“I had to take a picture with my best friend’s family. I couldn’t take one with my best friend because he was killed in a shooting at our school.”
One school shooting survivor shared a heartbreaking photo at her high school graduation, highlighting the life-long impact of gun violence.
“I had to take a picture with my best friend’s family at my high school graduation,” Mia Tretta, 18, tweeted on June 7, along with an old photo of the grad smiling arm-in-arm with her best friend, Dominic Blackwell. Tretta also shared a recent picture of her posing alongside Blackwell’s family.
“I couldn’t take one with my best friend because he was killed in a shooting at our school,” she wrote. “I love his family but I love it more with Dominic in it. We can do better.”
Dominic Blackwell was just 14 when he was shot and killed inside Saugus High School in 2019 by a 16-year-old armed with a .45 caliber semi-automatic pistol. Gracie Muehlberger, 15, was also killed.
Tretta was standing next to Blackwell when he was shot. She was wounded in the shooting, along with two other students, and underwent multiple surgeries, including one to remove the bullet from her stomach.
Tretta says it still doesn’t feel real that her best friend is missing out on important milestones like high school graduation.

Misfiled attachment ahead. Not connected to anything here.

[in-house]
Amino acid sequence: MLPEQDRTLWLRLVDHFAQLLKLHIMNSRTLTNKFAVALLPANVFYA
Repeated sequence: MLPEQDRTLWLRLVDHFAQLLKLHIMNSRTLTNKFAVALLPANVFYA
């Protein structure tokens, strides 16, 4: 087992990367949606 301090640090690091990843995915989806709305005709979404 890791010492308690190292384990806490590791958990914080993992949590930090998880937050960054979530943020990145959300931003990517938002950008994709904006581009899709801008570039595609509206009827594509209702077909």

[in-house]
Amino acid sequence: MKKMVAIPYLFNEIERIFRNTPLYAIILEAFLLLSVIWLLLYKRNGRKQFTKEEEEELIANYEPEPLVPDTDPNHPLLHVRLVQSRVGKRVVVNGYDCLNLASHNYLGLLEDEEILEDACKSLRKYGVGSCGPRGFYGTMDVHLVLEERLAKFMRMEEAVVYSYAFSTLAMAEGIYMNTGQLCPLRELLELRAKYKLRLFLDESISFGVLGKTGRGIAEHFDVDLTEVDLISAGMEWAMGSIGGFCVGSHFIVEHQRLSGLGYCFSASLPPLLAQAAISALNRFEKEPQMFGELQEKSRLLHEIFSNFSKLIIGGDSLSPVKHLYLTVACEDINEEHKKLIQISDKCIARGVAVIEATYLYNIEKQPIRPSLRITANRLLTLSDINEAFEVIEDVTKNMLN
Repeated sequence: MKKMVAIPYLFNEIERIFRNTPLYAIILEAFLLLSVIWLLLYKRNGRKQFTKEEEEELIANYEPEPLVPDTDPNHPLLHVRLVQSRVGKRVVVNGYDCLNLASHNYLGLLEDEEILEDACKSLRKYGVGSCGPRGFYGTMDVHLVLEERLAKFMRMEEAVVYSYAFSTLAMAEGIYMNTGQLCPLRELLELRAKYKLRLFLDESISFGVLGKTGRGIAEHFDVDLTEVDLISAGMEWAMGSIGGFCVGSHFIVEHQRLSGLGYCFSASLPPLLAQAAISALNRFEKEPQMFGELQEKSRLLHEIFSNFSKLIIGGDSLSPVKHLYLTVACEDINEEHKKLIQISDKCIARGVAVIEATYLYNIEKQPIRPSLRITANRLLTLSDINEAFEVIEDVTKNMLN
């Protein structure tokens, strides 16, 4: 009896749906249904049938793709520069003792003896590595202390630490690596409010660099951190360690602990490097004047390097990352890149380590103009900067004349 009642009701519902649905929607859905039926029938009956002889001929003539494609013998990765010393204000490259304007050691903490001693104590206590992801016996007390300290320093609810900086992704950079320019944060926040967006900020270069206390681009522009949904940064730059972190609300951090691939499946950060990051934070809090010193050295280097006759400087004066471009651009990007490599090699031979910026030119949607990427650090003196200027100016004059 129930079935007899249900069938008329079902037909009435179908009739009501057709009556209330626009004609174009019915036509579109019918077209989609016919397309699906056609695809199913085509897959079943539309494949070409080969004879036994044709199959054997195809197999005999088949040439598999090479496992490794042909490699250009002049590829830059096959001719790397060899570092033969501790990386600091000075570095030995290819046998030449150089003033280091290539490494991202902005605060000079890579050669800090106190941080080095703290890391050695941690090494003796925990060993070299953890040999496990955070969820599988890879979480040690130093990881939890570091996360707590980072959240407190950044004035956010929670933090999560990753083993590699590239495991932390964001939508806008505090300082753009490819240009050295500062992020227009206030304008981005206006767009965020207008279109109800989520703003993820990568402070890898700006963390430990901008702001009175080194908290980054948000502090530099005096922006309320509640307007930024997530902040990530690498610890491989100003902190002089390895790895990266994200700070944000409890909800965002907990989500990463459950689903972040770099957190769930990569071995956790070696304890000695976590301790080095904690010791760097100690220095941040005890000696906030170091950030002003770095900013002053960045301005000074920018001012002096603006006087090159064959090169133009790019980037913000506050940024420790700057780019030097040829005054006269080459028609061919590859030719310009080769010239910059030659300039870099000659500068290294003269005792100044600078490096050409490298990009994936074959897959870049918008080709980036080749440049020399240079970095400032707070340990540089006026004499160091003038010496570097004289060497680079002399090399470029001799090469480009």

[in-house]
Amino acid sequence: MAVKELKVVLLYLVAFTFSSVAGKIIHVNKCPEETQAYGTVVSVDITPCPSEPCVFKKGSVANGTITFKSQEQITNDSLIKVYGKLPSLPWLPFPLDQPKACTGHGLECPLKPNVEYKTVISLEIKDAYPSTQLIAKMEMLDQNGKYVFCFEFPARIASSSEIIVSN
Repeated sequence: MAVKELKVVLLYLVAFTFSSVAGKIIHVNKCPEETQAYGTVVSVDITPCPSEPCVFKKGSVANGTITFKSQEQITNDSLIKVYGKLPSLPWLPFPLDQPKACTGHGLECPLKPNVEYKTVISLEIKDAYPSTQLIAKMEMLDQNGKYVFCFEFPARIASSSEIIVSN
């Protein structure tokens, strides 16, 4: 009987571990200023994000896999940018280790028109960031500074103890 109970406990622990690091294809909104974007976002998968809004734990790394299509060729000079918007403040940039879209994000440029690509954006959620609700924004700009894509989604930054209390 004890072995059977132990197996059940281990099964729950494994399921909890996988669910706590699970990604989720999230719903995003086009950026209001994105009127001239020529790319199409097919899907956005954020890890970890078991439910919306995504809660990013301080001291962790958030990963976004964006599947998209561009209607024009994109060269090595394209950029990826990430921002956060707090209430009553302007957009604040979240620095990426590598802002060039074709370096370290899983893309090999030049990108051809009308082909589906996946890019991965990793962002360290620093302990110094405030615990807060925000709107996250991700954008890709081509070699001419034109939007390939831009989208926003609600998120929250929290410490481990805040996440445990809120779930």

“Of course I knew my best friend couldn’t be there, but it didn’t hit me until my best friend’s family asked me to decorate his cap and chair,” Tretta tells TODAY.com.
“I really didn’t think it would be as difficult as it was,” she adds.
Tretta says Dominic was “not just another mass shooting statistic.” She describes him as “always smiling, caring” and a “goofball” — and she says he would have loved the graduation ceremony, especially when students kept bringing out oversized inflatable beachballs.
“The security guard who was in charge of taking away things like that would grab it and tear it up,” Tretta says. “Then, five seconds later, another one showed up … the guard would get so mad. I think Dominic would find that hilarious.”
Tretta will be attending Brown University in Providence, Rhode Island in the fall and plans to major in public policy.
“A lot of people see a mass shooting and say: ‘Oh my gosh, that’s so awful, that’s so sad,’ and then they go back to their normal life,” she says. “Survivors can’t really turn away like that.”